LONDON (Reuters) - Ladbrokes urged the British government on Thursday to rethink plans to increase the rate of tax levied on its profits from high stakes gambling machines that will cost UK bookmakers around 75 million pounds a year.
The rate will rise to 25 percent from 20 percent in a year’s time, Chancellor of Exchequer George Osborne said in his budget statement on Wednesday, responding to the spread of fixed-odds betting terminals in betting shops that critics say are highly addictive.
The surprise rise in tax on the gambling machines, that now account for a large part of total revenues generated in their shops, has hit shares in bookmakers hard.
“We will be pressing for an urgent review of a tax that seems to be based on the commercial success of a product not on any strategy or basic taxation principles of equity between competing sectors,” said Ladbrokes spokesman Ciaran O‘Brien.
Market leader William Hill said on Thursday the tax hike would cost it 22 million pounds a year, raising its initial estimate of the impact from 16 million.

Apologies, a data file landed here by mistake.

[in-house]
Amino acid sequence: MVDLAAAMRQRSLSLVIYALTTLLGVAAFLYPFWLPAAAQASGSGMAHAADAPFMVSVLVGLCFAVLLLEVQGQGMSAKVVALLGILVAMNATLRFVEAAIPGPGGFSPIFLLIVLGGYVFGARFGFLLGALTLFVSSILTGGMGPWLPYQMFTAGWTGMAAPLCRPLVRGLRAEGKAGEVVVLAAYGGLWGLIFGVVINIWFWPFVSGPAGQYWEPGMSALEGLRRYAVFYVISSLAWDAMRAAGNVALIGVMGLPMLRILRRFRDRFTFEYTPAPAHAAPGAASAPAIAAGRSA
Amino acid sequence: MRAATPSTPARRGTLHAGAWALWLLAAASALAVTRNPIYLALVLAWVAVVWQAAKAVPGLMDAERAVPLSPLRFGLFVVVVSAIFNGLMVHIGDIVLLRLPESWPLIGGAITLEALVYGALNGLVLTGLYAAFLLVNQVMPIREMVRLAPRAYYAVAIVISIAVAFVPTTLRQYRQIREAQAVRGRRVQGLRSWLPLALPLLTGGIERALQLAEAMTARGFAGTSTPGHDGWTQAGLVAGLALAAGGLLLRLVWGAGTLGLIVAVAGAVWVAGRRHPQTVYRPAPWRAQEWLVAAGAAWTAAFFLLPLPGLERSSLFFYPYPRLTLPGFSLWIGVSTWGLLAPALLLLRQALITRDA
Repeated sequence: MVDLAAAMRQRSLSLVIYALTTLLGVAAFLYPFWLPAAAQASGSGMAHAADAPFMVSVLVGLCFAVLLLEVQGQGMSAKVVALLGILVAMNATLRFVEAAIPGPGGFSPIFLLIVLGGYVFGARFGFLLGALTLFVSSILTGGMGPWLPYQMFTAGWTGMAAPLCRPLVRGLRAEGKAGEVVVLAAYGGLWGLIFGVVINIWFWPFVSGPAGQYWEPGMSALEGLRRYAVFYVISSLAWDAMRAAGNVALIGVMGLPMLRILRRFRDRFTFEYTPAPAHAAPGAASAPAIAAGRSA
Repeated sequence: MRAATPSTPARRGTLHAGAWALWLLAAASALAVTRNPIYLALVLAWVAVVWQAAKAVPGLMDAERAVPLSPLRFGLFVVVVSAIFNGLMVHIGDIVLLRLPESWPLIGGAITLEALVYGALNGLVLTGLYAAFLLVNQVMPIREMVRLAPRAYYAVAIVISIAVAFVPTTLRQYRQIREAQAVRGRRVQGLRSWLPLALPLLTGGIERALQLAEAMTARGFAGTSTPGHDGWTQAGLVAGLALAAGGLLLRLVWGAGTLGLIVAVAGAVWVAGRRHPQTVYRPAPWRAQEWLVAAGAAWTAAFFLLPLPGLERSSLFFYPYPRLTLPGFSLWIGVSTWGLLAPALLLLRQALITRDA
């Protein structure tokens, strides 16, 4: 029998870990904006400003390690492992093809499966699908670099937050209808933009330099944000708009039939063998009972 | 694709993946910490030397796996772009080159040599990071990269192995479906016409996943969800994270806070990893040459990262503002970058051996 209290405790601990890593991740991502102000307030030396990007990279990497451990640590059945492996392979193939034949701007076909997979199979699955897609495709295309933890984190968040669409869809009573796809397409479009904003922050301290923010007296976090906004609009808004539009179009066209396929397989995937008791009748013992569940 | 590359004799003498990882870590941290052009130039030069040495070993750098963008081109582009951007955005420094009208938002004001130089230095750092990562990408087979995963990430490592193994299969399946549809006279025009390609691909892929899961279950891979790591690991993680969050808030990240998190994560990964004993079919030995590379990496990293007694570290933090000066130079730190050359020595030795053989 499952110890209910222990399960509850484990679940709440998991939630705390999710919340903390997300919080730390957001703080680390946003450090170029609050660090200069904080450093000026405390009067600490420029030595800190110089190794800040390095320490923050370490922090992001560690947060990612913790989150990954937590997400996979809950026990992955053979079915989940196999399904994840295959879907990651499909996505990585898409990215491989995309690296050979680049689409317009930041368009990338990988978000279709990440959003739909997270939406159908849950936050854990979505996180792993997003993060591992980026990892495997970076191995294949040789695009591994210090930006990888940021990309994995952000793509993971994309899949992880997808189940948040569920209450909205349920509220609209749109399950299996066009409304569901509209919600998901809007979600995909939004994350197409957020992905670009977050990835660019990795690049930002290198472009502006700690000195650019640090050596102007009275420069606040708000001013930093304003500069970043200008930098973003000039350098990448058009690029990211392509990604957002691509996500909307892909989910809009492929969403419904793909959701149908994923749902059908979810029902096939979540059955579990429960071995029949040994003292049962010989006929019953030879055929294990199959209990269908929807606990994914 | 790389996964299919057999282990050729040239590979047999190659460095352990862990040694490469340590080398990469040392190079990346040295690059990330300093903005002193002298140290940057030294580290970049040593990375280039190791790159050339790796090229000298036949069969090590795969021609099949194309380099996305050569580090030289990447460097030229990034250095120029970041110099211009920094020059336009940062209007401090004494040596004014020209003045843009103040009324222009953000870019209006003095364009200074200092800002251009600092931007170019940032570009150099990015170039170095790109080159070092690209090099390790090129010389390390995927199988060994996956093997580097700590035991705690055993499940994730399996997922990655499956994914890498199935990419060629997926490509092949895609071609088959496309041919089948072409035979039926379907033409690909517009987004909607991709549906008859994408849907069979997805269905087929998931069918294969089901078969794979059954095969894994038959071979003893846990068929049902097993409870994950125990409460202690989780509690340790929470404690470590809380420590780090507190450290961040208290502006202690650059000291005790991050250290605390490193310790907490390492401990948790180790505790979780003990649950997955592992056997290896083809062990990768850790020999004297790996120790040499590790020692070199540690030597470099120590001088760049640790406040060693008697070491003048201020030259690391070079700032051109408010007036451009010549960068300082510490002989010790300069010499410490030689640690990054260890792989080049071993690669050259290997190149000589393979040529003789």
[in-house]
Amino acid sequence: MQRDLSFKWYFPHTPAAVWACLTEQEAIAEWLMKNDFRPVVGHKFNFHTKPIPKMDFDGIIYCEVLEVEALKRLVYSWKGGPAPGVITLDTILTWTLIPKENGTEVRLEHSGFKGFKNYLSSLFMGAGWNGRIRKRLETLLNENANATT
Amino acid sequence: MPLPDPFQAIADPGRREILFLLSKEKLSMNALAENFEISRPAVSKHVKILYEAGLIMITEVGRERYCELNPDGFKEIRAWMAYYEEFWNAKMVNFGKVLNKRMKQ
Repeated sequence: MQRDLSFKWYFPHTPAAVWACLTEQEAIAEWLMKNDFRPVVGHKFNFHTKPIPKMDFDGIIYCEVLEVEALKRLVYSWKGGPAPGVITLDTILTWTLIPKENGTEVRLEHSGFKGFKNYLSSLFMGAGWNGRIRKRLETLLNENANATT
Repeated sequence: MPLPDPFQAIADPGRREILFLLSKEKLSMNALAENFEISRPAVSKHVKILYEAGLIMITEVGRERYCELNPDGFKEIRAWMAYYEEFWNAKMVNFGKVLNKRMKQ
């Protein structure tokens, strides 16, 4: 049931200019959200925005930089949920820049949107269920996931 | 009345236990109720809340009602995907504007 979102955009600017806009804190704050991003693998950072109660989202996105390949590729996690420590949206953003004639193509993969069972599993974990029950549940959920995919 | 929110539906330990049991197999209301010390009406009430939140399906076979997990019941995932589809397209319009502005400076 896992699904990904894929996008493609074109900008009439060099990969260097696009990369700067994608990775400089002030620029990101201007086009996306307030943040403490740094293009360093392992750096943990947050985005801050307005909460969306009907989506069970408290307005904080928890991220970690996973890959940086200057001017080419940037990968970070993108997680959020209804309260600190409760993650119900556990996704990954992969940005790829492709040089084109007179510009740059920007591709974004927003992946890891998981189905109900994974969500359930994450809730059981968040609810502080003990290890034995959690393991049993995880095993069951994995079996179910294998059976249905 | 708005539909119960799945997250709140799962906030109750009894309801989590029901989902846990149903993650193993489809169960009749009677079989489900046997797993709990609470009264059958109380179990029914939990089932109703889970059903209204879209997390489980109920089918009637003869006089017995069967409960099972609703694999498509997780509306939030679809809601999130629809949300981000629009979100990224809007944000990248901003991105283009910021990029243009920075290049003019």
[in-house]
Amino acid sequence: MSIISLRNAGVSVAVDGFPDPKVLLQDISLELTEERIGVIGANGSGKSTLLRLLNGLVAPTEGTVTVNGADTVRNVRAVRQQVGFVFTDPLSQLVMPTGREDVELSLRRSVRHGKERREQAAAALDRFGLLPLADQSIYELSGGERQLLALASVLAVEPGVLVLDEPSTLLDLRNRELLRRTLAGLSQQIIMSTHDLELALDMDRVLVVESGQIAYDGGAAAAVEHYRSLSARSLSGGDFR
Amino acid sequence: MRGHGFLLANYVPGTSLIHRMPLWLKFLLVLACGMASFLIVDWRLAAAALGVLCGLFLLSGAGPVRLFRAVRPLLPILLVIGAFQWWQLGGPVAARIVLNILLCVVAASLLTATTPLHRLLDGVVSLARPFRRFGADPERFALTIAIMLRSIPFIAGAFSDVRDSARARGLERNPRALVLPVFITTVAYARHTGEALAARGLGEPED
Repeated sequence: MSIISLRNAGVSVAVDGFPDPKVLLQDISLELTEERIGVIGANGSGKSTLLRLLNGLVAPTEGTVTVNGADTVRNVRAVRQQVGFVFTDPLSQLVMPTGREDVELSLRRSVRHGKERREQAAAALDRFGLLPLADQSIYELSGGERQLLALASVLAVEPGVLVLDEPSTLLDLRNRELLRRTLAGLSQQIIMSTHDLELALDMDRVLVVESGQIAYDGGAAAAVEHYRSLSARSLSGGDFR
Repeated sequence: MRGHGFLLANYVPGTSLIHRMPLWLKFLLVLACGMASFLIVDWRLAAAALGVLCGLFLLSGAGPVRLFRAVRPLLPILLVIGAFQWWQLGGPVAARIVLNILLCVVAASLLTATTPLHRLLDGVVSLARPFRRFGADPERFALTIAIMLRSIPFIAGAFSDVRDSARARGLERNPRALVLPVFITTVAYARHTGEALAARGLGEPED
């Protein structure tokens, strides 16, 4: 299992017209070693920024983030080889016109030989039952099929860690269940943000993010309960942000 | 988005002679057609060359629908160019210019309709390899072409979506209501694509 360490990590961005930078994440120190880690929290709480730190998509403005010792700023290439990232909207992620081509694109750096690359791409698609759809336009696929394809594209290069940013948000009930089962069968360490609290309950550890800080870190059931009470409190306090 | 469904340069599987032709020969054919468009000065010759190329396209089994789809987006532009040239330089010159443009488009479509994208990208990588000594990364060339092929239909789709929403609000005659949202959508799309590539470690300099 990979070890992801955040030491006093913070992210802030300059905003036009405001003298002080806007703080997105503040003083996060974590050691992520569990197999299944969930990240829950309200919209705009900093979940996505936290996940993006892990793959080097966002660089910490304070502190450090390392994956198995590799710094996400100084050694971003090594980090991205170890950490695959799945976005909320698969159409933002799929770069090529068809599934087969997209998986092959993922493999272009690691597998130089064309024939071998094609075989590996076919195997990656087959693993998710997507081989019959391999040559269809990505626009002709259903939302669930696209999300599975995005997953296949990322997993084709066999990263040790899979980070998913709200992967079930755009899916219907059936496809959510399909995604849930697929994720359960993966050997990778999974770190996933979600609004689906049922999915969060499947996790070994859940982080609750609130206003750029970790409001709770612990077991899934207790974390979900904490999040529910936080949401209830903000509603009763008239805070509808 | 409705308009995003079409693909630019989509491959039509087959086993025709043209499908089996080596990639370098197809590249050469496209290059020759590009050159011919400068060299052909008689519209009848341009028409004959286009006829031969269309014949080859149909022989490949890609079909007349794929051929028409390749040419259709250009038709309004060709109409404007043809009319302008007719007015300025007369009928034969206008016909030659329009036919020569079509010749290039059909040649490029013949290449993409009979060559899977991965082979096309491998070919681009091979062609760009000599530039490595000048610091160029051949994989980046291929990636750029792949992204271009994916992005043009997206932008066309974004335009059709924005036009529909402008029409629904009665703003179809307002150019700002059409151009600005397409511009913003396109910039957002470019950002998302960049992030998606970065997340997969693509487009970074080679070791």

The increase is expected to cost Ladbrokes around 20 million pounds a year and have more of an effect on its bottom line as it remains more reliant on its betting shop chain than William Hill which has expanded its online business.
Shares in Ladbrokes fell a further 4.5 percent on Thursday to 134.1p while William Hill lost 1.4 percent to 346.6p.
Bookmakers are frustrated that the government cut taxes on bingo in the budget while punishing them. They already face an additional 300 million-pound bill from a new tax on online gambling that is due to take effect in December.
The budget announcement led to a number of analysts’ downgrades in the sector.
“Ladbrokes is most affected given the dominance of UK retail in its business mix. We see a dividend cut as unavoidable at this point and we reiterate our ‘Sell’ recommendation,” said James Ainley of Citi in a research note.
Gamblers can spend up to 300 pounds a minute on the fixed odds terminals, more than 33,000 of which have been installed in shops around the country over the past decade.
Bookmakers recently introduced warnings to try to prevent players from running up rapid losses but say there is no evidence to support claims that the machines are leading to an increase in problem gambling.
Writing by Keith Weir; Editing by Kate Holton, Greg Mahlich